Electro-Dermal Testing - EDT
Electro-dermal testing (EDT) is used in this clinic to assess food and other sensitivities. It’s a non-invasive form of diagnostic electro-acupuncture using a galvanometer and Chinese Medicine Theory. Electro-dermal testing was developed in Germany over the last 35 years by a number of physicians, dentists and scientists, and applies biophysical techniques to Oriental acupuncture. The original technique, started in 1953 by Dr. Voll, was a complex procedure involving measuring hundreds of acupuncture points. The EDT method is a culmination of much of this research. It was further developed inGermany in 1978 by Dr. Schimmel, MD, DDS.
EDT requires that only one point be measured, as the system is based on measuring against test ampoules rather than against the organ-linked points themselves. The skin resistance on the acupuncture point is measured by producing a slight potential difference (voltage) between a tip electrode held against the point and a large hand electrode held by the patient.
The procedure measures changes in skin resistance at the acupuncture point in response to placing test substances (food or special test ampoules) in a circuit with the patient. The testing is painless, involving no needles, shocks, scratches, etc., and gives specific information as a preliminary to detoxification and to assist in attaining optimal health. The test results are used in conjunction with other clinical observations and tests performed by the doctor or clinical assistant. Skill and training of the tester is required.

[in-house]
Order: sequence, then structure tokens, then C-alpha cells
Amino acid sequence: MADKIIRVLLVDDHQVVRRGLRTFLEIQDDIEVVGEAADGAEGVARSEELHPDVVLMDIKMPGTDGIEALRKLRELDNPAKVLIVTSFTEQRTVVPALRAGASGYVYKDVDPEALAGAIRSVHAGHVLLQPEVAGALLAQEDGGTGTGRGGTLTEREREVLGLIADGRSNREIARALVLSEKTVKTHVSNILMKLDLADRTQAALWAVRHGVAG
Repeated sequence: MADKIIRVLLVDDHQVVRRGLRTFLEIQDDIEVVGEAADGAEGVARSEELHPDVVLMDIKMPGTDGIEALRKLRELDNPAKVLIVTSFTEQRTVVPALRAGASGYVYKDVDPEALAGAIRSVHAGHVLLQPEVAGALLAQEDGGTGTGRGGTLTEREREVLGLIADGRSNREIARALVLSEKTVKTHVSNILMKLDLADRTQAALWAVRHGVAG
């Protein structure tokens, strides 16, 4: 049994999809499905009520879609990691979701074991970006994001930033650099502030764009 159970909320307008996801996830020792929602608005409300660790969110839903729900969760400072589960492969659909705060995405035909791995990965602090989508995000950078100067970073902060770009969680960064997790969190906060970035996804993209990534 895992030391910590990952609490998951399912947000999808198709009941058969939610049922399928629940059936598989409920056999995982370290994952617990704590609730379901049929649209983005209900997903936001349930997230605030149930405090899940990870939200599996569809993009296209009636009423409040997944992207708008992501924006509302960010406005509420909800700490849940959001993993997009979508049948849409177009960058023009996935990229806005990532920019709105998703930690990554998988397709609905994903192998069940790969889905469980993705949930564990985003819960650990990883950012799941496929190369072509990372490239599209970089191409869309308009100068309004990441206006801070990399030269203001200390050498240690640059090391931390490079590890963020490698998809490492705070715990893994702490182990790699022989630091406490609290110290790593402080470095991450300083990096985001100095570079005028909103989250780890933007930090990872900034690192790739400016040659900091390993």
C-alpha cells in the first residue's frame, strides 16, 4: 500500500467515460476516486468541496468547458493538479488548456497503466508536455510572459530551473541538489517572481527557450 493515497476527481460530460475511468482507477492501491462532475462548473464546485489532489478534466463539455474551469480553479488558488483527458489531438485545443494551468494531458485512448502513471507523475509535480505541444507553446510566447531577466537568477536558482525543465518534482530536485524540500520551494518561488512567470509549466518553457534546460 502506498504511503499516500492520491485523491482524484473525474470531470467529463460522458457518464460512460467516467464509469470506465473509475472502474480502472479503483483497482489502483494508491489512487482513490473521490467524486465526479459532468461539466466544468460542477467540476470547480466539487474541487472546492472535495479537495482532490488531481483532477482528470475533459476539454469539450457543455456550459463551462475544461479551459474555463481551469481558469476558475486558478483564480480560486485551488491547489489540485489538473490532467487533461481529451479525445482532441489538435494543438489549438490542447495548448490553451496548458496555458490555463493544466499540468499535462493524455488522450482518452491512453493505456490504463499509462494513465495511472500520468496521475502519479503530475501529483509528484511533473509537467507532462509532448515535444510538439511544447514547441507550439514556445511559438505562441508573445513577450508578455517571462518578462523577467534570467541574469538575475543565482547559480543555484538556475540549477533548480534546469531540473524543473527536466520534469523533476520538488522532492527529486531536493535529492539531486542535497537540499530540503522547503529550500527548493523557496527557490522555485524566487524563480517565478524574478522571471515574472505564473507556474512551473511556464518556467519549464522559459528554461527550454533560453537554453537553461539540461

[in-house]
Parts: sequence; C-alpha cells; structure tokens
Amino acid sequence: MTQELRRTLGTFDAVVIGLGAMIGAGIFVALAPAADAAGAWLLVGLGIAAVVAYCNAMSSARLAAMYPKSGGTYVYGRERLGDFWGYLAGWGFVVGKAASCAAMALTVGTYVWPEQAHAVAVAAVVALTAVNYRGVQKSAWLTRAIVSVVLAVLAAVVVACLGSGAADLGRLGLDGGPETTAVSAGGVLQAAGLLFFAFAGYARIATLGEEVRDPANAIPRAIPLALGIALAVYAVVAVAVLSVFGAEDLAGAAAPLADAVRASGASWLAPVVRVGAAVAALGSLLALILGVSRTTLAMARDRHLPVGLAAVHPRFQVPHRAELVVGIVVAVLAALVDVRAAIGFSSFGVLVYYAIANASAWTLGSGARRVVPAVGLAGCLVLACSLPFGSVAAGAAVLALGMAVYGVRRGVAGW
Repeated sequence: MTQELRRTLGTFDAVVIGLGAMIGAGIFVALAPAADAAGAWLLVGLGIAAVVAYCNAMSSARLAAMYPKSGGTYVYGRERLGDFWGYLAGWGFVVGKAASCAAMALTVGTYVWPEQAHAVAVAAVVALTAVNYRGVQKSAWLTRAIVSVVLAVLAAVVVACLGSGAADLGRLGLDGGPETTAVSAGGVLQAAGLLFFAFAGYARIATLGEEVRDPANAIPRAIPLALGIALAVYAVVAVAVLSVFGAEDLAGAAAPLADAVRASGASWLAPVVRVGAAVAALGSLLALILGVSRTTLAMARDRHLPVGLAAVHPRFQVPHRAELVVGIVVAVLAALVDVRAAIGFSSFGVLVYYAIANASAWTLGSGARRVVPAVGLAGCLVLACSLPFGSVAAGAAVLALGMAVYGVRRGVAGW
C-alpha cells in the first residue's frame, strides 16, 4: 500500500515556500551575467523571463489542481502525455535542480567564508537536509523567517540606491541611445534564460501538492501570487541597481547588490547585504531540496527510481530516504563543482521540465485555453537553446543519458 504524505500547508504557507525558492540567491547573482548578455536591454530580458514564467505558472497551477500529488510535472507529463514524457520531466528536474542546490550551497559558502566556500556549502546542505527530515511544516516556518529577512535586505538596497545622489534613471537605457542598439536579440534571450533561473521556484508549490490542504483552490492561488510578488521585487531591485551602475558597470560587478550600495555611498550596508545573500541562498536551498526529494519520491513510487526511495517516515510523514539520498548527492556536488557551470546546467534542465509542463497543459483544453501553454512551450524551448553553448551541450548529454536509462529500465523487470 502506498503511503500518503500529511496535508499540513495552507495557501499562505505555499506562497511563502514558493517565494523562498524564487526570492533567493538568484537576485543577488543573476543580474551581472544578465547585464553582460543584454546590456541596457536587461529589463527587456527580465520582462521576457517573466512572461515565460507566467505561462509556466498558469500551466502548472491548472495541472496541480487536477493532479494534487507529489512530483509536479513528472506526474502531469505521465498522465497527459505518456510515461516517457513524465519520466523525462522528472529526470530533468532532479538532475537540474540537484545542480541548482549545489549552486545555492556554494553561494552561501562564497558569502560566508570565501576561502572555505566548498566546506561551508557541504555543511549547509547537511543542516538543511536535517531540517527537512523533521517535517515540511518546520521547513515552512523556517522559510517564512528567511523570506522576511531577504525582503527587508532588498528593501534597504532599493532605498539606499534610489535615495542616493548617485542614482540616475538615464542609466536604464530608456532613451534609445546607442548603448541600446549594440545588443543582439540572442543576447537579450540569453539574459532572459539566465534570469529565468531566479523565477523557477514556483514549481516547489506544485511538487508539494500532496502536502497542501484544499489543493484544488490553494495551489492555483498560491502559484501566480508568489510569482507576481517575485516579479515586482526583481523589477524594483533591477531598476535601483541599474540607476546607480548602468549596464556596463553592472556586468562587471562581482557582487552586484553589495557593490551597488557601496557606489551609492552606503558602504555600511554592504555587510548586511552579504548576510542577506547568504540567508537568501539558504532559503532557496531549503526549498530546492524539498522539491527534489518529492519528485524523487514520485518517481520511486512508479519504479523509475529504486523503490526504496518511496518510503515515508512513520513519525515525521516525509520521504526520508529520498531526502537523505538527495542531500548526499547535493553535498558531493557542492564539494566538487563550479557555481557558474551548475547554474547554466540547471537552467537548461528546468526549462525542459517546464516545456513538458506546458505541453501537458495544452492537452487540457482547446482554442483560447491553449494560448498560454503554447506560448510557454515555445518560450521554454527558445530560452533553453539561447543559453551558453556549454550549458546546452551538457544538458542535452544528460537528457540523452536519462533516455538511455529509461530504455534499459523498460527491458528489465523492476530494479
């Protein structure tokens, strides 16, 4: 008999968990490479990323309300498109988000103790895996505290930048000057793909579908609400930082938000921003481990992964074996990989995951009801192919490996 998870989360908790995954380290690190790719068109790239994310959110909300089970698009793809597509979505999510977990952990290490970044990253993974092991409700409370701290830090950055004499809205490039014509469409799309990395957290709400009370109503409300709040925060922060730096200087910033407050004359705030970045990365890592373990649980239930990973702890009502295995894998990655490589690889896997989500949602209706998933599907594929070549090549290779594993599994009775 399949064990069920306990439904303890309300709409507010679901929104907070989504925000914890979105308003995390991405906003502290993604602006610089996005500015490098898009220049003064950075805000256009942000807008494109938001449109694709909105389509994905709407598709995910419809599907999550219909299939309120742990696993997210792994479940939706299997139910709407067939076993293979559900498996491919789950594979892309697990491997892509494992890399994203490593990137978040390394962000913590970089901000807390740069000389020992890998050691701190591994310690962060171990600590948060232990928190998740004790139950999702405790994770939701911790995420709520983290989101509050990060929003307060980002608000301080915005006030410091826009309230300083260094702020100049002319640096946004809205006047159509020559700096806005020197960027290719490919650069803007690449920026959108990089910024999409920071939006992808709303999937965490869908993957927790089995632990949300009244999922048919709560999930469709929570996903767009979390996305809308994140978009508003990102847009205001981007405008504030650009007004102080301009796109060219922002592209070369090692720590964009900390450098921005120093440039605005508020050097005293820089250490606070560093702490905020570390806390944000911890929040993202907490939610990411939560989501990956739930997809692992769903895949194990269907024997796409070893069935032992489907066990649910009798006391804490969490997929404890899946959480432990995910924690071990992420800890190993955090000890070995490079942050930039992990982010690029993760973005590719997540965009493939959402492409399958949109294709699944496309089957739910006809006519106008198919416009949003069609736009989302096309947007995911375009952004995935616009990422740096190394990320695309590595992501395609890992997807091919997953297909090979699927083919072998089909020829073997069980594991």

Presently, more than 10 000 Electro-Diagnosis machines are in use in Germany, Austria and Switzerland. In the past decade, use has increased in Great Britain and North America. In Canada, it is part of the accepted modalities listed in the Medical Act of Nova Scotia. Other provinces and states also regulate the use of these devices for a number of health disciplines.
German doctors recognize and use both biochemical and biophysical means. Until recently most of the research material was available only in German. North American physicians and patients encounter more difficulty in understanding and accepting these concepts and methods given that our education and culture views health and disease more exclusively from a biochemical perspective.
In a controlled, comparative study of various ways of testing for food sensitivities, Julia Tsuei M.D, compared blood, scratch, cytotoxic, food challenge and electro-acupuncture testing. The electro-dermal test results proved to be accurate and reproducible. This study, reported in the American Journal of Acupuncture, 1984, revealed that it was non-invasive but demonstrated great sensitivity.
Preparation for Test